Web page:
With the listing of hammerhead sharks in Appendix II of the Convention on International Trade in Endangered Species of Wild Fauna and Flora (CITES) during the sixteenth Conference of the Parties (CoP16) held from March 4th -14th in Bangkok, Thailand, the world expressed the urgent need to protect this species from the threat posed by the international trade of its products,
particularly fins, which are highly prized to prepare shark fin soup in Asia. The latest scientific information available indicates that up to 100 million sharks are killed each year to meet the demand of the international market, which has led to a 90-95% demise of global hammerhead shark populations. The need for action is
Randall (second from left) with fellow Hammerhead supporters in Bangkok
something that the Asian block of nations, led by Japan and China, weren’t about to allow.
Randall Arauz and Jose Truda Palazzo Jr from Divers For Sharks
implementations measures are easy? In addition, artisanal fishers are not affected by Cites any way whatsoever, as they trade mainly juvenile sharks in domestic markets. In any case, if anything at all they benefitted by the measure, as it guarantees the sustainable exploitation of adults in the high seas. incredibly enough, one of the main hurdles to overcome in order to achieve this victory in Cites emanated internally, from the very own fisheries management departments of each Central American country, all of which echoed the same technically unsubstantiated claims by Japan and China to oppose the proposal.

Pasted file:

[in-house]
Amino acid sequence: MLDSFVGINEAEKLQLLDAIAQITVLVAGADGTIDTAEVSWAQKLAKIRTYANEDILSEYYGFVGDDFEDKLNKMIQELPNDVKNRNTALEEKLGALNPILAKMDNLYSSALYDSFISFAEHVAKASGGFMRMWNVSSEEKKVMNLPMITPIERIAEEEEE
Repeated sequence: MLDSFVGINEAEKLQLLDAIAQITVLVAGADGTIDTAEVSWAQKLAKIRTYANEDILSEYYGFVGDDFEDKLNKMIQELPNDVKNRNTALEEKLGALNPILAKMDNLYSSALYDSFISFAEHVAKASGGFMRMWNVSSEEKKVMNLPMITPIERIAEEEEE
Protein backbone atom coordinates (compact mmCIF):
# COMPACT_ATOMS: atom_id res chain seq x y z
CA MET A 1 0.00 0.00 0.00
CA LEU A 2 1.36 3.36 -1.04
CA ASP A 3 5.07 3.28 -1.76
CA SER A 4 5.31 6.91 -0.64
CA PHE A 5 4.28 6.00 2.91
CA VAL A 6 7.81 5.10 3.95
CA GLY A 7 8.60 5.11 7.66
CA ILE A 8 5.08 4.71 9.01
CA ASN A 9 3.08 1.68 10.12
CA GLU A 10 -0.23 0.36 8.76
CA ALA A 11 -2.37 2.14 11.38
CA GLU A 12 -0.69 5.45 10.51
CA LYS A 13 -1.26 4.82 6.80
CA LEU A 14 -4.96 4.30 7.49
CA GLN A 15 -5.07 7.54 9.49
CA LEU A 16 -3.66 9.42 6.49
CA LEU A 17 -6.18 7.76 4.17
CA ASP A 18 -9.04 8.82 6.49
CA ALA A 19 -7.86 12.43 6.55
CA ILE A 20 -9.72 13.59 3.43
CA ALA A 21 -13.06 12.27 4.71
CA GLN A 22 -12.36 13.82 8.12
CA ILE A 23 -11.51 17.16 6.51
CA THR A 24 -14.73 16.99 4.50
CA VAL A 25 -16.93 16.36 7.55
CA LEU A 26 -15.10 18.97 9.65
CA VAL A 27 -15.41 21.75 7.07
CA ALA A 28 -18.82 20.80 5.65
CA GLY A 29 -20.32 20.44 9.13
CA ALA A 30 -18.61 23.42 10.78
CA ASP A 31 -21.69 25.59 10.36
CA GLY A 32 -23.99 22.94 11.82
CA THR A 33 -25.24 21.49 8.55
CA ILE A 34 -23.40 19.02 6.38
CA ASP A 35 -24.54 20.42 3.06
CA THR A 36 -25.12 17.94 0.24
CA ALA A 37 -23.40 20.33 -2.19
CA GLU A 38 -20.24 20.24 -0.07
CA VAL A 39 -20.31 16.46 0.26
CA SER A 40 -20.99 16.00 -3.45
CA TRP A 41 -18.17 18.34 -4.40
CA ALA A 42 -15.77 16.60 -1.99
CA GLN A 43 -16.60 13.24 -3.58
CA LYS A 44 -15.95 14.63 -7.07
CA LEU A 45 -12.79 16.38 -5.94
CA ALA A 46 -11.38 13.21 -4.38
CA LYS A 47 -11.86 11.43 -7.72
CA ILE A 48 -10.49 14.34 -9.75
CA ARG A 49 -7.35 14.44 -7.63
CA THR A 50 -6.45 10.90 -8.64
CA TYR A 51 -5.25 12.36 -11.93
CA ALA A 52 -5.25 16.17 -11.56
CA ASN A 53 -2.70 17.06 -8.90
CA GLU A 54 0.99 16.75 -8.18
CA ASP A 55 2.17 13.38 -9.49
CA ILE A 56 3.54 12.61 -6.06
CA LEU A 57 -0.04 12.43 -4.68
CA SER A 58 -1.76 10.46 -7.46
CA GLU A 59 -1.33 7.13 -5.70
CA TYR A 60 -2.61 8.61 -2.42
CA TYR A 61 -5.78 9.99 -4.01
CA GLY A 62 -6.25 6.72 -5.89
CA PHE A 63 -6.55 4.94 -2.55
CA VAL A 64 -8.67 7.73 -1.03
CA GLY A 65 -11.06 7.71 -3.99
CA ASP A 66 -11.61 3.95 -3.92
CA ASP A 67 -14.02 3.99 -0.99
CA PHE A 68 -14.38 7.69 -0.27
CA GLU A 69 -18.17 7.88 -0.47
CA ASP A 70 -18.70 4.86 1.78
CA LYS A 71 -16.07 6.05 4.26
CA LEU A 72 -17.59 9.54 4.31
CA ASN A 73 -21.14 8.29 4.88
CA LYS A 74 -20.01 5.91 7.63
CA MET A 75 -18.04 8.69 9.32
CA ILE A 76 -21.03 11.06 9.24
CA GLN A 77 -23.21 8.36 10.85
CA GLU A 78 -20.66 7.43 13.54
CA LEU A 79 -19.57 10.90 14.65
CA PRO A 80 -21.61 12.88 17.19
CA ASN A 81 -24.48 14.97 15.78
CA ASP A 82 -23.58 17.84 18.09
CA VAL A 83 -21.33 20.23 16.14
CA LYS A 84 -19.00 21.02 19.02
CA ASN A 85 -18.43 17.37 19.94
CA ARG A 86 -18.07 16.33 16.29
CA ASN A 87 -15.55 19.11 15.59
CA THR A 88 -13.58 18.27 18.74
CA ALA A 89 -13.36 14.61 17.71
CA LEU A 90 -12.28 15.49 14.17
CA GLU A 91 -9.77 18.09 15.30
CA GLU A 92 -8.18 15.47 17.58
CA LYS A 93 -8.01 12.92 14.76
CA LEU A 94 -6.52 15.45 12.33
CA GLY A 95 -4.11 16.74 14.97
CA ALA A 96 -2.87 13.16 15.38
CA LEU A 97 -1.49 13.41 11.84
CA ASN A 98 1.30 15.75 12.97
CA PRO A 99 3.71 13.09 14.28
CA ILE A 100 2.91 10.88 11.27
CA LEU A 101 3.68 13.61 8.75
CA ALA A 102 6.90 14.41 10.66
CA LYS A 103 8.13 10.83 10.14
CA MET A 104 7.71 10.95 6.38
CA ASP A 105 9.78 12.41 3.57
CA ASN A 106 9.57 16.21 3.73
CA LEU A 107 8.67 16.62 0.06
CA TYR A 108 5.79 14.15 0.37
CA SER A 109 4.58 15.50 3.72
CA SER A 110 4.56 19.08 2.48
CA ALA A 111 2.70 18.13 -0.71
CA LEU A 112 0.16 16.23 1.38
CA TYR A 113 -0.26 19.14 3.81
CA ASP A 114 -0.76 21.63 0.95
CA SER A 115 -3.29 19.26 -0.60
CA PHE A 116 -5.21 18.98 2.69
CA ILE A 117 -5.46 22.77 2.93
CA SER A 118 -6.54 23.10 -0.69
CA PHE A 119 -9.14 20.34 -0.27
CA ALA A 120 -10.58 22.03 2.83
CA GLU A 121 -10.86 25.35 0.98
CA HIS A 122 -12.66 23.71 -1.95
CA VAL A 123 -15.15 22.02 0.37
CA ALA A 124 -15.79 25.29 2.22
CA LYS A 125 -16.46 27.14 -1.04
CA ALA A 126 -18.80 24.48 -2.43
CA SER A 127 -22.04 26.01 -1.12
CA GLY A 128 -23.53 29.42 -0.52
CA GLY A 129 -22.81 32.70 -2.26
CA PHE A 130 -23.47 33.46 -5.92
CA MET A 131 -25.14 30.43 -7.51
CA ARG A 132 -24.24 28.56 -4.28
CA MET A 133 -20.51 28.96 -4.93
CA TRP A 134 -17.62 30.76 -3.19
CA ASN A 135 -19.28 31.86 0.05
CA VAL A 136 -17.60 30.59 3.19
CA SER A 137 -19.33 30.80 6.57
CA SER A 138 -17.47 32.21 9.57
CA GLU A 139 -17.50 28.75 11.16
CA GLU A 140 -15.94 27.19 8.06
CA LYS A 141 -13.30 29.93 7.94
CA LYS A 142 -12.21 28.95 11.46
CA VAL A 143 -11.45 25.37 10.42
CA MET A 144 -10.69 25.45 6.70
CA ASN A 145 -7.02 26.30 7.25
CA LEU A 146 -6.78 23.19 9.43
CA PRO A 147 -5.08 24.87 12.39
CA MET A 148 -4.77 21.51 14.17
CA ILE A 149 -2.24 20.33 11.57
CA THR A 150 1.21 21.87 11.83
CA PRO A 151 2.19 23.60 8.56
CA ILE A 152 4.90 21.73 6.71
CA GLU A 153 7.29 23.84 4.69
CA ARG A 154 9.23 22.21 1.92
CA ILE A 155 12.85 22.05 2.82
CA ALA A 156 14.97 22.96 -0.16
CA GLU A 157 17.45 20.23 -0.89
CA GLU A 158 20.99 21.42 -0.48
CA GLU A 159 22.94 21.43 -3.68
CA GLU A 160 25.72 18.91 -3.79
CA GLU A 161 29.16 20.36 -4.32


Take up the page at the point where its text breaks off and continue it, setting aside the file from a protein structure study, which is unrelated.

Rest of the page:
authorities and thus consolidated a block in favor of the hammerhead shark, which was joined by South America, Mexico, Canada, USA, the European Union and a block of West African nations. And thus, Japan and China failed in their attempt to derail the hammerhead proposal, which was supported by more than two thirds of the 177 CITES member countries, as well as their effort to call for a second vote during plenary meeting, which could have
succeeded if they would have had the support of one third of the member countries.
Their defeat was overwhelming. Hurrah for Hammerhead Sharks! I believe that if Japan and China learned anything at all, its that in Latin America we aren’t going to take the overfishing and depletion of sharks anymore. I just hope that the fisheries authorities of the region, that have been dedicated for decades to defend the interest of foreign fleets over the public interest, learned this lesson as well.
- Randall Arauz
President of Pretoma
Originally published in La Nacion Costa Rica on April 1st 2013